PERFORMANCE ANXIETY CAN SIMPLY BE DEFINED AS THE ATHLETE’S PERCEPTION OF HOW THE EVENT, MATCH OR GAME IS GOING TO UNFOLD. Typically, stress and anxiety are reported by 89 percent of athletes polled. Deciding where the anxiety is coming from is important to determine if it is a healthy anxiety or related to maladaptive coping to performance. Very often, athletes may doubt their own ability based on fear of failure, lack of confidence or inner self doubt. Athletes often find it difficult to perform at the “top of their game” if nervousness, doubt or tension are interfering with their own abilities. All of us have an “inner voice” that can contradict our performance or enhance it depending on the content of the anxieties.
Dr. Amy Carnall of Clarity Psychiatric Care offers the following tips for athletes to deal with performance anxiety.
Prior to the beginning of the event, the athlete should validate one’s self. Telling yourself, “It’s OK to feel this way” is empowering one’s self worth. The physical and emo- tional symptoms the athlete feels are an adrenaline rush. This is a normal psychological response to performance.
Allowing yourself ample time to be prepared with gear, fluids and other essential equipment for the event greatly reduces anxiety. Then allow yourself a few minutes prior to the event to visualize yourself in the event. Walk yourself through the event step by step, doing everything correctly. Do this by closing your eyes, visualizing and self-talking. Positive self-talk is incredibly powerful. Positive attitude leads to positive results!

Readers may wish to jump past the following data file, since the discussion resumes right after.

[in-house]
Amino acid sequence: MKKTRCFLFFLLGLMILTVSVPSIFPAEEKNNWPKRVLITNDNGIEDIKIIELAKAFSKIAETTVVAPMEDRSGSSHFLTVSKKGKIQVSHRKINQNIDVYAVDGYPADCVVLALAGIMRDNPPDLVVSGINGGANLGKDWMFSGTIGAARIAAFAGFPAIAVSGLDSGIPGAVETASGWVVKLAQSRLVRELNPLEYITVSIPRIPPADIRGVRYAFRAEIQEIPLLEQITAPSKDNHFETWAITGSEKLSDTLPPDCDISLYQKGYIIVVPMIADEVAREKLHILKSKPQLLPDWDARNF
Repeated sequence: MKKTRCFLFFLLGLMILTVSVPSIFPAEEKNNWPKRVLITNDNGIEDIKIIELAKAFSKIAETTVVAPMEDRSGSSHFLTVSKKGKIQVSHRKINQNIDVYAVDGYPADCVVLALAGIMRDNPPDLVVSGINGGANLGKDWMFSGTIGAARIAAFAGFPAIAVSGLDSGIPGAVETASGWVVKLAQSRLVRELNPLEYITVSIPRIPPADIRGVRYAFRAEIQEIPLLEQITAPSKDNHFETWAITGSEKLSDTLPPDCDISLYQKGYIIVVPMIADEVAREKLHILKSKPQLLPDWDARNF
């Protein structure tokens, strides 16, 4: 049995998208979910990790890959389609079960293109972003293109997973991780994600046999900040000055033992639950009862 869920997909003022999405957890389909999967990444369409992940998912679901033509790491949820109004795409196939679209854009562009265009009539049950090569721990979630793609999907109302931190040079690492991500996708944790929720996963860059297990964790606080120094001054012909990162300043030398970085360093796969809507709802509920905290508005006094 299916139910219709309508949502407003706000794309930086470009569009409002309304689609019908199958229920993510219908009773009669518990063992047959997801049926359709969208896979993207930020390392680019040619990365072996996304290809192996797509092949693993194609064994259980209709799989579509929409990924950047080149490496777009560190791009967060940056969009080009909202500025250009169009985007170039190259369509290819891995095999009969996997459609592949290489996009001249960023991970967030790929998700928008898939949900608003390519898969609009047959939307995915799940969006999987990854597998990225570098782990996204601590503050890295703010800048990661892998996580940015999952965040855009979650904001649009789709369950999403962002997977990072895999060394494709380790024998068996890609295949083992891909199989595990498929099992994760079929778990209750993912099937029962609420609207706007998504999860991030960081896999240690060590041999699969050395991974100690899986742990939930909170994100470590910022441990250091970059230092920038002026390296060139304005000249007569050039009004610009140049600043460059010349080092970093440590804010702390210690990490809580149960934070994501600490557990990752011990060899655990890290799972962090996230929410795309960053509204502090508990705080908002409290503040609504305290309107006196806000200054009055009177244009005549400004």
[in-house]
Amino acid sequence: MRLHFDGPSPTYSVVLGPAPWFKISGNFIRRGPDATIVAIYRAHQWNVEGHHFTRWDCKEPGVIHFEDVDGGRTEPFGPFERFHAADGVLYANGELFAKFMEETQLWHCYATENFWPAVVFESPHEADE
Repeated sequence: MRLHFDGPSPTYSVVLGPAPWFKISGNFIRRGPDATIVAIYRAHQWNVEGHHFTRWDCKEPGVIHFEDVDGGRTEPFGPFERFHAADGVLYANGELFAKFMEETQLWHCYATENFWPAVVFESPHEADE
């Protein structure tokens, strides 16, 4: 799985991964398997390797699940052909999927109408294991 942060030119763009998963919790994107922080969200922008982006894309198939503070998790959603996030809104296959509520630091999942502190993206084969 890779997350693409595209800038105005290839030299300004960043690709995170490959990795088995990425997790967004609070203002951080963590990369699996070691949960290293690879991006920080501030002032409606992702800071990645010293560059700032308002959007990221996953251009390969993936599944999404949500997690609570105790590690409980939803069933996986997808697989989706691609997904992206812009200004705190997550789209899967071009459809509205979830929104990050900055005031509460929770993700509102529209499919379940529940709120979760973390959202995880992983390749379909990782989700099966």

3. STAY IN THE MOMENT.
Many athletes let their mind get ahead of their physical body. This leads to an increase in unhealthy anxiety and decreased focus. Focusing on the event at hand and not the outcome increases optimal performance. Be present in the moment. If negative thoughts or self-doubt enter your mind, stop and refocus.
4. ENJOY WHAT YOU LOVE.
Go out there like you don’t care about the outcome! Continue to push negativity out and focus on the mechanics of your athleticism.
Review your performance and recall the event logically, step by step. Ask yourself, “What did I do correctly? What actions, behaviors, sense of the game, awareness of skills in the moment did I do well?” Focus on where you are going; not where you didn’t.
Clarity Psychiatric Care
31 E. Kings Hwy.
Published (and copyrighted) in Suburban Family Magazine, Volume 9, Issue 11 (January 2019).
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